Dermatology Research Centre’s Associate Professor Rick Sturm said the presence of pigmented lesions was an effective predictor of the risk of melanoma that complemented traditional factors.

“We found the presence of three or more iris pigmented lesions was associated with a 45 percent increased risk of melanoma,” Dr Sturm said.

“This association was particularly strong in people under 40.

“The presence of iris freckling and naevi (moles), provides additional information about an individual’s melanoma risk over and above factors like blue eyes, red hair, fair skin and the number of moles on the skin.”

The study, involving Professor Peter Soyer and Dr Antonia Laino, involved 1117 participants of European background living in South-East Queensland.



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By | January 21st, 2018|Research|

AHPRA establishes National Scheme research framework to improve patient safety

National Boards governing 14 health-care-practitioner groups, including medicine and optometry, and their supervising Australian Health Practitioner Regulation Agency have published a research framework to help transform health-practitioner regulation to improve patient safety.

The framework sets out research priorities and principles for National Boards and AHPRA to focus their research efforts and guide the use of National Scheme data and information

Nationally significant dataset

The National Scheme holds a nationally-significant dataset, including data on more than 670,000 health practitioners across the 14 professions (soon to be 15 professions in 2018 when paramedicine joins).

“Our data and research infrastructure has been steadily maturing over the past few years and we are now better able to translate the outcomes of research and evaluation activities into developments that will have significant benefits for patients and practitioners“ Mr Martin Fletcher, chief executive officer of AHPRA, said.

“This new research framework ensures we continue to contribute to patient safety and brings us closer to becoming a global leader in regulatory research.”

Priority research areas

The framework includes the priority research areas of: defining harms and risks related to the practice of regulated health professions, regulatory taxonomy or classification scheme, risk factors for complaints and/or poor practitioner performance, evidence for standards, codes and/or guidelines, evaluating regulatory interventions, stakeholder satisfaction and engagement, work readiness and workforce

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By | January 21st, 2018|Research|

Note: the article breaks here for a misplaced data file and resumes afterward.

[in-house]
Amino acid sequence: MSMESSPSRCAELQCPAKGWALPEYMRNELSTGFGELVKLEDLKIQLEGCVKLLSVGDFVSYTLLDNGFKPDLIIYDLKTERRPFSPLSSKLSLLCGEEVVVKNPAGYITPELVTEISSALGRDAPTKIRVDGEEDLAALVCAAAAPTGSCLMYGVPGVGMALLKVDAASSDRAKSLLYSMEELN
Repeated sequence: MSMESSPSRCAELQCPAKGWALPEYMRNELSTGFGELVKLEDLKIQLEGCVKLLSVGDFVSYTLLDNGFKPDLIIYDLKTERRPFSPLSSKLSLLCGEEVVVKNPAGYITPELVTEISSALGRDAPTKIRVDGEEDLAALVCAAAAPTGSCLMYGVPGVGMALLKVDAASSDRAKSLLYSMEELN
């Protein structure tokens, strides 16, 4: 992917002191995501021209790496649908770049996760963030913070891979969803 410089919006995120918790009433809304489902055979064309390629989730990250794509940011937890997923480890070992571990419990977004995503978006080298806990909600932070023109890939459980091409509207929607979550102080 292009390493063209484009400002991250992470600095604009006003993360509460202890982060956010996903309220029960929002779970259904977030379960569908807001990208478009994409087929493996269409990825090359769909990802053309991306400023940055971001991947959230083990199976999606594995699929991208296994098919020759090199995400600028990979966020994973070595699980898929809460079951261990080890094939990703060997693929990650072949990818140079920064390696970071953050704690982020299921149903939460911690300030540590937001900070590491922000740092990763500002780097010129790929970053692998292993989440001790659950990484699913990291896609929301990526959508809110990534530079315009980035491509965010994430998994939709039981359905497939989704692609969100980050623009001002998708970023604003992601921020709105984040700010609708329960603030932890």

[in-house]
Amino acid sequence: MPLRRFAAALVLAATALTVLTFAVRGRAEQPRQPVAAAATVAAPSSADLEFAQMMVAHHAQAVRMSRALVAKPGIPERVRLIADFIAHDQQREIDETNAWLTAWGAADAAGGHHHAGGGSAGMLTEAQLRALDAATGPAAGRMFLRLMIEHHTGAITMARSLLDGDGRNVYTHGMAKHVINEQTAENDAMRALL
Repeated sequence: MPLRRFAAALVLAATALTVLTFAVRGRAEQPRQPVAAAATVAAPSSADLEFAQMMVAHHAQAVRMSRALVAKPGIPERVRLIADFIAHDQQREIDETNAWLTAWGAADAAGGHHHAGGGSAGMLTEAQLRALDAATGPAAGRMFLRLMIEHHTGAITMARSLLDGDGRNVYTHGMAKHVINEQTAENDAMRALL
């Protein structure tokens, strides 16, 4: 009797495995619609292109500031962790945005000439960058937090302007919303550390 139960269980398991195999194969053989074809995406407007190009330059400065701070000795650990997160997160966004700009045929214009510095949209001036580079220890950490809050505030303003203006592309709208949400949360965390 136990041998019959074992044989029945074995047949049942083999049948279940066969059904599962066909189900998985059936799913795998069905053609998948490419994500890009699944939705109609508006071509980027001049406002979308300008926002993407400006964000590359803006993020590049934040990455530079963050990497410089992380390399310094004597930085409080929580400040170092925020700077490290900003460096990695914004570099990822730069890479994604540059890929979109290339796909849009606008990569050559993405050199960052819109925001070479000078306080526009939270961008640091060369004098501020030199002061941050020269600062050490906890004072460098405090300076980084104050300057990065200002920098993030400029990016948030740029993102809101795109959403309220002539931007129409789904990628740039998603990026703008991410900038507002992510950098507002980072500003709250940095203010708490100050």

Driving more than 25,000 miles a year is third most dangerous job: UK study

The Royal Society for the Prevention of Accidents has ranked driving more than 25,000 miles per year the third most dangerous job in the United Kingdom behind deep sea diving and coal mining, Optician reports.

And a quarter of British people who drive for work are not having regular eye tests, new research conducted on behalf of Vision Express has found.

The YouGov research also showed that 6 per cent of drivers had not had an eye examination in at least ten years and 2 per cent admitted to never having their eyes examined.

Of the research respondents, 13 per cent stated they would not inform the driving licence authority if their eyesight was too poor to drive, with 39 per cent saying their job would be at risk if their eyesight did not meet minimum requirements for driving. The research highlighted the potential danger those drivers pose to other road users.

Mr Jonathan Lawson, Vision Express chief executive officer, said: “Many don’t realise that changes in sight can be gradual, and it’s possible to lose up to 40 per cent of your vision before even noticing. Tellingly, the vast majority (93 per cent) of drivers in our research believed they did meet the legal eyesight requirement for driving, yet over half (56 per

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By | December 22nd, 2017|Research|

British College of Optometrists research identifies weaknesses in eye-health data

A lack of public health data on the prevalence of eye conditions in the United Kingdom is affecting the ability to adequately plan and meet eye-health needs, according to the College of Optometrists, Optician reports.

Despite an increasing amount of clinical data being held electronically in optometry-practice systems, the Ophthalmic Public Health Research Project found that data is not organised in a way that can be easily used for research and service-planning purposes.

The project was undertaken by the college to collate existing research and improve understanding of ophthalmic public health by optometrists. It was also hoped that the study would help to engage government and policy makers on eye health issues.

Researchers have now recommended a minimum dataset containing standard clinical information that could be used to facilitate analysis of the evidence for public health purposes and identify trends and areas of need in optometry practice.

Mike Bowen, director of research at the college, said: “The project has provided an important benchmark about what information is currently available, and allows for more extensive projects, such as the National Eye Health Survey, to provide the additional data needed to understand the nation’s eye health needs.”

By | December 22nd, 2017|Research|

Critical trigger found for AMD

Researchers at the University of Virginia School of Medicine in the United States have discovered a critical trigger for the damaging inflammation of macular degeneration.

Dr Jayakrishna Ambati, vice-chairman for research of UVA’s Department of Ophthalmology and the founding director of UVA’s Center for Advanced Vision Science, and Nagaraj Kerur, PhD, assistant professor in the Department of Ophthalmology, and their laboratories have determined that an enzyme called cGAS plays an important role in the body’s immune response to infections by detecting foreign DNA. But the molecule’s newly identified role in the dry form of AMD was unexpected.

Dr Ambati said: “For the first time, we know in macular degeneration what is one of the very first events that triggers the system to get alarmed and start, to use an anthropomorphic term, hyperventilating.

“This overdrive of inflammation is what ultimately damages cells, and so, potentially, we have a way of interfering very early in the process.”

The researchers noted that cGAS may be an alarm not just for pathogens, but for other harmful problems that warrant responses from the immune system. The enzyme may also play important roles in conditions such as diabetes, lupus, and obesity, and researchers already are working to create drugs that could inhibit its function.

By | December 4th, 2017|Research|